Rhythmic values of notes [Light] [Beginner] [Professional] [Notation] [Composition Light] [Composition Pro] [Drums and Percussion] [Guitar] [Choir] [Keyboard] [Soloist]
To show how long a note must be played, a system of rhythmic values is used, each one represented with a particular drawing of the note.
Let us start with the quarter note. We will use it as the basic duration to define the other durations.
The quarter note is drawn by a full rounded shape, attached to a small vertical line. This line is called the stem of the note. Here are examples at various pitches:
By placing a series of quarter notes on a staff, it means that they must be played all with the same duration, but this duration is not determined, because they can be played quickly or slowly. The tempo must first be defined. The tempo indicates the speed at which the quarter notes will be played. The tempo will indicate for example the number of quarter notes played in one minute. A tempo of 60 quarter notes per minute means that 60 quarter notes will be played in one minute, i.e. one per second. The tempo is often displayed by the drawing of a quarter note equal to a figure, such as for example:
which means that 120 quarter notes are played in one minute, i.e. 2 per second. The tempo is often indicated at the beginning of the score and it remains valid until the end, unless otherwise specified. The tempo is given as an indication, because nobody will count your notes to know if you played 119 or 121 quarter notes in one minute.
A measure always contains a well defined quantity of rhythmic values. The content of a measure is specified by a special symbol at the beginning of the score (called the time signature), just after the clef on the staff. The most current time signature is 4/4 (four four) :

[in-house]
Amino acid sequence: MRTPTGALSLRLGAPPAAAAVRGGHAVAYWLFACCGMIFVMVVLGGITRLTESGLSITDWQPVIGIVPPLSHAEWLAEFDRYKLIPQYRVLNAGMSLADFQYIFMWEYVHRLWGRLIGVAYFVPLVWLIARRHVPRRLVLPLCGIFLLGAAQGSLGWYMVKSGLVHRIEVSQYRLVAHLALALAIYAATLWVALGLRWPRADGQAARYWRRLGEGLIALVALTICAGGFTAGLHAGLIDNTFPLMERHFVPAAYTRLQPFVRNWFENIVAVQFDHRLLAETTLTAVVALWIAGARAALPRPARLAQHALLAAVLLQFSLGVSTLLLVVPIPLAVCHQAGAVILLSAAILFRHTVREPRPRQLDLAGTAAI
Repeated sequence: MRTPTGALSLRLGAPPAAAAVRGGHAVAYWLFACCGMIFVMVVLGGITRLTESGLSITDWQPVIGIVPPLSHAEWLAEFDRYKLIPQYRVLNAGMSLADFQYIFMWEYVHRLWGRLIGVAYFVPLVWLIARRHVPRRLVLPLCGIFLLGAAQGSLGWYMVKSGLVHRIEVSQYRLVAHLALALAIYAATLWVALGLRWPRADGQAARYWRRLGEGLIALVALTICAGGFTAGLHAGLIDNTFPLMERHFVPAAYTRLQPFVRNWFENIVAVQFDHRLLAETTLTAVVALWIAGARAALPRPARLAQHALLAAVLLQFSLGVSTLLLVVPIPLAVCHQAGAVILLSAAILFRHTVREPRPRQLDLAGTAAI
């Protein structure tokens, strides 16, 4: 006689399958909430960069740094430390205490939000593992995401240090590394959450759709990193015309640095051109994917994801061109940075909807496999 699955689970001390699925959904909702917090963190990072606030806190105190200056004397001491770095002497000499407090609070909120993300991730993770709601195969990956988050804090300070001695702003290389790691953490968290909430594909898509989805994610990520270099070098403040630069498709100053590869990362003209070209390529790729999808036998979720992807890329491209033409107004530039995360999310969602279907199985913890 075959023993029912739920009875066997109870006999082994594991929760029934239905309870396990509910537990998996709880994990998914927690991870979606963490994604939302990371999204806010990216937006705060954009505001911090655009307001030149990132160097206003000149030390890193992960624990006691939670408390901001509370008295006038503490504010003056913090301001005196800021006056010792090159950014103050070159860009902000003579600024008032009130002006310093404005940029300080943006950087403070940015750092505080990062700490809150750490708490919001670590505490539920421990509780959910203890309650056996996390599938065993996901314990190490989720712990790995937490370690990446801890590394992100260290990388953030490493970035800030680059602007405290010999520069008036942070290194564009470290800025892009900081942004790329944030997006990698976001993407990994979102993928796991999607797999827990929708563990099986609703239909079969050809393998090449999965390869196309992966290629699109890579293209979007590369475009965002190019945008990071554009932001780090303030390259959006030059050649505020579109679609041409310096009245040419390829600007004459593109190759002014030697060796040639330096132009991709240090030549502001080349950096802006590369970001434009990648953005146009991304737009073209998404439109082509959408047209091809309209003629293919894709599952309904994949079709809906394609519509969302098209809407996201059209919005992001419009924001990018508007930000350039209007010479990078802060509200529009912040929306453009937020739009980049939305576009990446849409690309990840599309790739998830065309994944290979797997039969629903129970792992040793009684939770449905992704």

We will further see the meaning of these two figures. Let us now remember that a measure with a 4/4 time signature must always contain the equivalent of 4 quarter notes.
This measure is also said to contain 4 beats and each beat is equivalent to a quarter note. A beat is thus a subdivision of a measure, in this case four equal parts of a quarter note each. One speaks about the first, second, third or fourth beat of the measure to refer to the 4 subdivisions of the measure.
The 4/4 time signature should only be displayed at the beginning of the score, on the first measure. It should not be placed again at each beginning of a staff, as opposed to the clef.
In the course and the rest of the manual, you will sometimes find examples where the time signature is not indicated. Without time signature indication, Pizzicato automatically considers that it is a 4/4 time signature. We will thus sometimes use this rule in the course. Know that this rule only applies in Pizzicato and that to be correct, a score must always indicate the time signature used.
Open the Ex007 file:
The upper line is a staff with only one line on which a rhythm is written. It is used to show you the 4 beats of the measure. Each beat is marked by a quarter note. There are 4 beats per measure, because we are in 4/4.